Twopenny Wood wanted a normal life.
She wasn’t an average teen though. Twopen, as her biological mother gave her tended to call her, had one light blue eye, and one deep green eye. A pixie cut of hair which tended to defy any hairstyling products and stick out in dandelion tufts. She also tended to paint only the one side of her face, but never the other. Her spiritual mother/trans/father let her know that being more than one wasn’t such a bad thing, as it opened up other experiences beyond the mass normal.
Twopen was tired of travelling with the alternative circus and freakshow. It had become quite mundane being around these people. She had grown up with them, and had become quite accustomed to the many rituals of the travelling show. She knew what order the boxes and travelling kits went so they would not waste so much space in the vans. The smell of antiseptic and familiar groans were the prelude to a new piercing. She knew the routines of the fortune teller, and could fill in for the fire breathing act, and could tell which one of the rides were going to break down by the vibration alone.
Not that she was discontent with her life, it was all that she knew. The usual tuesday, wednesday, and thursday afternoons going over the school books and sending away her neatly written homework on the friday. In hopes that one day, they will turn into a high school certificate. There was a natural pattern to it all.
She secretly had a small stash hidden away in her belongings. A perfectly quaffed blonde barbie in a long tupperware dish, neatly wrapped in a silk handkerchief as not to ruin the carefully brushed hair. Three packages of glitter lipgloss, and a highly wrinkled and used Tiger Beat magazine. It was her own little place, where she could talk to her still imaginary friend Brittany, and wonder what movie they would watch for the sleepover.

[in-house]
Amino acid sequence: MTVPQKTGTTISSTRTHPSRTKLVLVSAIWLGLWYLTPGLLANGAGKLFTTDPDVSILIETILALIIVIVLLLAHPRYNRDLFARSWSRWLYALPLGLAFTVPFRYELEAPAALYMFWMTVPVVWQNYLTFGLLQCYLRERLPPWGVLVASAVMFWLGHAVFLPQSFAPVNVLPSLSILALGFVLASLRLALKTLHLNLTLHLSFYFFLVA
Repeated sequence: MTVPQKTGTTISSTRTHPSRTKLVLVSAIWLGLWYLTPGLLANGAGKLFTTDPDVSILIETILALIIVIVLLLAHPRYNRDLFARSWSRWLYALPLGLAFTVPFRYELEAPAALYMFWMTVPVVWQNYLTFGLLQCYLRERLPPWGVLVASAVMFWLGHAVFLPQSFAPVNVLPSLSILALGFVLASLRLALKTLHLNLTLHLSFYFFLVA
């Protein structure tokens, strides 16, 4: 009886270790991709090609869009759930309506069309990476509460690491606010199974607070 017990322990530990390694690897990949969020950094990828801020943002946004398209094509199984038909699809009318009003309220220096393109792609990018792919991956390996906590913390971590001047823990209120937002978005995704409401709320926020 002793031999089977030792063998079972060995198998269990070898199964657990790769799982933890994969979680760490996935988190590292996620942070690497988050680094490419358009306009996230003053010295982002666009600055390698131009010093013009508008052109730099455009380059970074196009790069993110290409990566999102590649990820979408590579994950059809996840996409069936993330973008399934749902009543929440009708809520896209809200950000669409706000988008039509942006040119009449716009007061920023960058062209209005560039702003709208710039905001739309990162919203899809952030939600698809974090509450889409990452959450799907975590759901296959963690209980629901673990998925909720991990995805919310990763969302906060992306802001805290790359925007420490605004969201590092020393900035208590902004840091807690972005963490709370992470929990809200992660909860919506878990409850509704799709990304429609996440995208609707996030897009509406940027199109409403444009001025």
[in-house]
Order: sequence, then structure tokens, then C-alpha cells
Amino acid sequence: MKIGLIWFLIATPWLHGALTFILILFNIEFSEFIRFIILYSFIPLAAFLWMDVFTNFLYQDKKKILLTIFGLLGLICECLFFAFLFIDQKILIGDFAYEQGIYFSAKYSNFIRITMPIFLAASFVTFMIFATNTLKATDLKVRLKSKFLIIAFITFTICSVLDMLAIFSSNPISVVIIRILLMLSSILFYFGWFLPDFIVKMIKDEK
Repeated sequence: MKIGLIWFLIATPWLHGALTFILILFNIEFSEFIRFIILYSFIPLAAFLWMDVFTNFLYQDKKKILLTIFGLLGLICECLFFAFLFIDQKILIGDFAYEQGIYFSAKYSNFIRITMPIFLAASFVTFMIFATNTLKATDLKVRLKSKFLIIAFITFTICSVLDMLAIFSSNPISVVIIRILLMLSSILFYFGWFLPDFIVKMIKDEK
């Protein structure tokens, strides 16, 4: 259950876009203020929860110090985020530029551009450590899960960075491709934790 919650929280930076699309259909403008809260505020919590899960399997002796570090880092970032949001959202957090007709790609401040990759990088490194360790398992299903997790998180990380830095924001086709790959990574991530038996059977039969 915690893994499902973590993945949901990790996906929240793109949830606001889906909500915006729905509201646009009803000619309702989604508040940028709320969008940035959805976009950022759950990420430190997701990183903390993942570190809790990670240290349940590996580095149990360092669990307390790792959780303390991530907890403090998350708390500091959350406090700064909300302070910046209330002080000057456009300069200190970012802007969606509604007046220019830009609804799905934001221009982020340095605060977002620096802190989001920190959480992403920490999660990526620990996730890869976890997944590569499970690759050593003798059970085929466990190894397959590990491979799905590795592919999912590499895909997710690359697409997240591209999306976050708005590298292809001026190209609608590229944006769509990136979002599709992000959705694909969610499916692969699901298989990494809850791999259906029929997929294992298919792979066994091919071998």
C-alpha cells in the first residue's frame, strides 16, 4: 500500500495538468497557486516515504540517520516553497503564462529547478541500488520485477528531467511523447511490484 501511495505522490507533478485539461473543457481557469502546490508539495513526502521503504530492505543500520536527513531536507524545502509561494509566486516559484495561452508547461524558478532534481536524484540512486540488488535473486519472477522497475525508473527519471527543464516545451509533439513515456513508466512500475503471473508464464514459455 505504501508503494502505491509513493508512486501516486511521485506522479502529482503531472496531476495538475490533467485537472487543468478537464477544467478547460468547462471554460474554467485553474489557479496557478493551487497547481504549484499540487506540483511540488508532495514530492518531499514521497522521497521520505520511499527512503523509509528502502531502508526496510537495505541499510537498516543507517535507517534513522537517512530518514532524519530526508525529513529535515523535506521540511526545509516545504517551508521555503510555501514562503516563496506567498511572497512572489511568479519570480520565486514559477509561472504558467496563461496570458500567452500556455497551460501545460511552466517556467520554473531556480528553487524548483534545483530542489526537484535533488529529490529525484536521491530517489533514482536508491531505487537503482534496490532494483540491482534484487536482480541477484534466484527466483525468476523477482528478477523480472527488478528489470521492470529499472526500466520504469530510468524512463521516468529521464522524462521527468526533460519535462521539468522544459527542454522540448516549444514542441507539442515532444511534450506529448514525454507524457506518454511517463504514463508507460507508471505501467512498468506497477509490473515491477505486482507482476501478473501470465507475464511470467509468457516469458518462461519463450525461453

It was these small thoughts, (while she prepared the surgical hooks for the usual Saturday night Freakout suspension hanging), that kept her in a little rebellion towards an imagined conformity. It was the imagined conversations on the phone with friends. Who was dating who, and ‘did you see Brett in class?’ and ‘Oh my god, did you see Dianne make out with that jock in the hallway?’ Those small imagined conversations made the henna paste preparation all the more tolerable.
But in the lifestyle of the bizarre and rebellious, there was no way for her natural teenage instincts to be expressed. Only by embracing the foreign conformity did she see the differences between the cultures. In those moments trying to fit in at every town and the small drug stores, and learn what the normals did. Those few overheard conversations were loveletters to her own lost childhood. The tragedy of it all, was that behind those eyelids, the mismatch eyes saw the truth. There was no other life, only the dream and wanting.
But she still enjoyed the flavor of the strawberry gloss chapstick.
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TwoPenny Wood by Pearce Kilgour is licensed under a Creative Commons Attribution-Noncommercial-No Derivative Works 2.5 Canada License.
Based on a work at pearcekilgour.wordpress.com.
Permissions beyond the scope of this license may be available at http://pearcekilgour.wordpress.com. But you should really ask him first… send someone to rub his neck, feed him a gin and tonic, that would be the best… in fact he thinks the world would be a better place if everyone got neckrubs.